Visceral leishmaniasis (VL) is a poverty-related infectious disease that causes up to 30,000 deaths per year, with over 600 million people at risk. The disease causes fever, weight loss and spleen and liver enlargement. If left untreated, it can cause death within two years. Existing treatments are often lengthy, painful, costly and poorly tolerated. However, despite antileishmanial drugs being associated with poor tolerability, a comprehensive library on different safety events following these therapies is lacking.
The authors conducted a comprehensive review of the clinical literature to document reports of serious adverse events (SAEs) following antileishmanial chemotherapies. Overall, mortality following antileishmanial treatment is a rare event reported in clinical trials. Some variation in mortality rates are seen across geographic regions and patient sub-groups, for example, patients with HIV co-infection.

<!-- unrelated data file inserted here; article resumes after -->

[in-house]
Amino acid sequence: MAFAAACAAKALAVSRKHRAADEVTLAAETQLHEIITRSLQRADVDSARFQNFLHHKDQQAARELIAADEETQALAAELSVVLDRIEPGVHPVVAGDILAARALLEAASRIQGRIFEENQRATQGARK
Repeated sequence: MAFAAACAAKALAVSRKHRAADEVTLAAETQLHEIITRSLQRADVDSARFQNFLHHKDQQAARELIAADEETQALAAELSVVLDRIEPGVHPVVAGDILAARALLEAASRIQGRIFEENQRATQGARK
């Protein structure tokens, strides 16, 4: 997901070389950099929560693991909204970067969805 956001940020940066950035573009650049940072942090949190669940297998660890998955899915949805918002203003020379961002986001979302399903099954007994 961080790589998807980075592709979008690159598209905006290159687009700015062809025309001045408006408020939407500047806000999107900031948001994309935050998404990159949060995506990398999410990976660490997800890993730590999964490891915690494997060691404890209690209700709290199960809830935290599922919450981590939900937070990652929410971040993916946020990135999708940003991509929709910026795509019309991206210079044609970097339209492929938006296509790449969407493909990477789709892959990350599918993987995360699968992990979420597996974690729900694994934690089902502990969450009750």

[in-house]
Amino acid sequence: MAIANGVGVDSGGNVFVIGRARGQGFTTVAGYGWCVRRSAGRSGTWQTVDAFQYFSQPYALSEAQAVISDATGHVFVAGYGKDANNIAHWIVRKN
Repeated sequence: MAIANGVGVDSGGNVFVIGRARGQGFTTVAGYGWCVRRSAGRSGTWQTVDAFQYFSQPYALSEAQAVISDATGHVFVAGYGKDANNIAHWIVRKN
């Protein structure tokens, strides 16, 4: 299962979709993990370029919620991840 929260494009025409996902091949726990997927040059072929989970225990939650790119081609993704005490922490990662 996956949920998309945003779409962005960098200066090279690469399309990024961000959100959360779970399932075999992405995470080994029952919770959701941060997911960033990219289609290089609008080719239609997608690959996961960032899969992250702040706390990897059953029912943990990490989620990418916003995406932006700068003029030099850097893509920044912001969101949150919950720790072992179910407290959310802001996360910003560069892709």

Prabin Dahal and colleagues found that reporting of SAEs was inconsistent in the published literature. The timing, cause and frequency of these were often poorly reported. Furthermore, just over two-thirds of the studies did not provide the standards used to assess the severity of SAEs.
IDDO is working with the VL research community in a new global collaboration to develop a set of freely-available universal standards for the collection of VL data. This collaboration, involving representatives from the VL research community, the pharmaceutical industry, drug regulators, key national and global health partners and CDISC aims to set guidelines that will benefit current and future research into the disease.